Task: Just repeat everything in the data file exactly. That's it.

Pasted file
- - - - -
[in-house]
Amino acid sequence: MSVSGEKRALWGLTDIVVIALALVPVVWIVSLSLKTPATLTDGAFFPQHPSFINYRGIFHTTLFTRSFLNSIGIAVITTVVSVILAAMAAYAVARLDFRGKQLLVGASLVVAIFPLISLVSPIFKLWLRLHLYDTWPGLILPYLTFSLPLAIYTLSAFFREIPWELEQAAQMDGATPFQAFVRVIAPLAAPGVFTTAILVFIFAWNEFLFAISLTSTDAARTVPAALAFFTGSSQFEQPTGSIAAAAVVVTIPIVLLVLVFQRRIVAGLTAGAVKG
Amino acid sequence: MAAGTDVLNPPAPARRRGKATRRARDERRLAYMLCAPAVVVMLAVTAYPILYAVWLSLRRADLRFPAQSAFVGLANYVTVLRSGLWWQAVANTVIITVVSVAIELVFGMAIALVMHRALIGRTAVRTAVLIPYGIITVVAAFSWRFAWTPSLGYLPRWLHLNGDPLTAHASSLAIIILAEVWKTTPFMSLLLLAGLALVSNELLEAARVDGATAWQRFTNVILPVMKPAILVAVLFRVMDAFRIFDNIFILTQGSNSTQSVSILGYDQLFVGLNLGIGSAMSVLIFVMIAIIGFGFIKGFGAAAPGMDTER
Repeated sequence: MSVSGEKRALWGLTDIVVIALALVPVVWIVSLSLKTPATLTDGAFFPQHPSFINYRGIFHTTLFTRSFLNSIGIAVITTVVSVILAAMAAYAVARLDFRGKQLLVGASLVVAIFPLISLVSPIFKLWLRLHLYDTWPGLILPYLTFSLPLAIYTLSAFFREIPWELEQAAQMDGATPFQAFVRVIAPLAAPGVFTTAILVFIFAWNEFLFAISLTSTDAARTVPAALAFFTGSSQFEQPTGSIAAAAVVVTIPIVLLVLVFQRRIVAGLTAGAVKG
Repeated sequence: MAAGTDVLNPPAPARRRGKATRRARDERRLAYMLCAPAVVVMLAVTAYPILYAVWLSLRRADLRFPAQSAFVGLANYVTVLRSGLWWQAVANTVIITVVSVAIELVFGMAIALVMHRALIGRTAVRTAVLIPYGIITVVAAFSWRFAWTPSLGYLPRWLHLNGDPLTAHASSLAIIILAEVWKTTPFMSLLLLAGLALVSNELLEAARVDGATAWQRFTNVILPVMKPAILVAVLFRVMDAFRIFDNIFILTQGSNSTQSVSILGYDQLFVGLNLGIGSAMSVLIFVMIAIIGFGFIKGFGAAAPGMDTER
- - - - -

[in-house]
Amino acid sequence: MSVSGEKRALWGLTDIVVIALALVPVVWIVSLSLKTPATLTDGAFFPQHPSFINYRGIFHTTLFTRSFLNSIGIAVITTVVSVILAAMAAYAVARLDFRGKQLLVGASLVVAIFPLISLVSPIFKLWLRLHLYDTWPGLILPYLTFSLPLAIYTLSAFFREIPWELEQAAQMDGATPFQAFVRVIAPLAAPGVFTTAILVFIFAWNEFLFAISLTSTDAARTVPAALAFFTGSSQFEQPTGSIAAAAVVVTIPIVLLVLVFQRRIVAGLTAGAVKG
Amino acid sequence: MAAGTDVLNPPAPARRRGKATRRARDERRLAYMLCAPAVVVMLAVTAYPILYAVWLSLRRADLRFPAQSAFVGLANYVTVLRSGLWWQAVANTVIITVVSVAIELVFGMAIALVMHRALIGRTAVRTAVLIPYGIITVVAAFSWRFAWTPSLGYLPRWLHLNGDPLTAHASSLAIIILAEVWKTTPFMSLLLLAGLALVSNELLEAARVDGATAWQRFTNVILPVMKPAILVAVLFRVMDAFRIFDNIFILTQGSNSTQSVSILGYDQLFVGLNLGIGSAMSVLIFVMIAIIGFGFIKGFGAAAPGMDTER
Repeated sequence: MSVSGEKRALWGLTDIVVIALALVPVVWIVSLSLKTPATLTDGAFFPQHPSFINYRGIFHTTLFTRSFLNSIGIAVITTVVSVILAAMAAYAVARLDFRGKQLLVGASLVVAIFPLISLVSPIFKLWLRLHLYDTWPGLILPYLTFSLPLAIYTLSAFFREIPWELEQAAQMDGATPFQAFVRVIAPLAAPGVFTTAILVFIFAWNEFLFAISLTSTDAARTVPAALAFFTGSSQFEQPTGSIAAAAVVVTIPIVLLVLVFQRRIVAGLTAGAVKG
Repeated sequence: MAAGTDVLNPPAPARRRGKATRRARDERRLAYMLCAPAVVVMLAVTAYPILYAVWLSLRRADLRFPAQSAFVGLANYVTVLRSGLWWQAVANTVIITVVSVAIELVFGMAIALVMHRALIGRTAVRTAVLIPYGIITVVAAFSWRFAWTPSLGYLPRWLHLNGDPLTAHASSLAIIILAEVWKTTPFMSLLLLAGLALVSNELLEAARVDGATAWQRFTNVILPVMKPAILVAVLFRVMDAFRIFDNIFILTQGSNSTQSVSILGYDQLFVGLNLGIGSAMSVLIFVMIAIIGFGFIKGFGAAAPGMDTER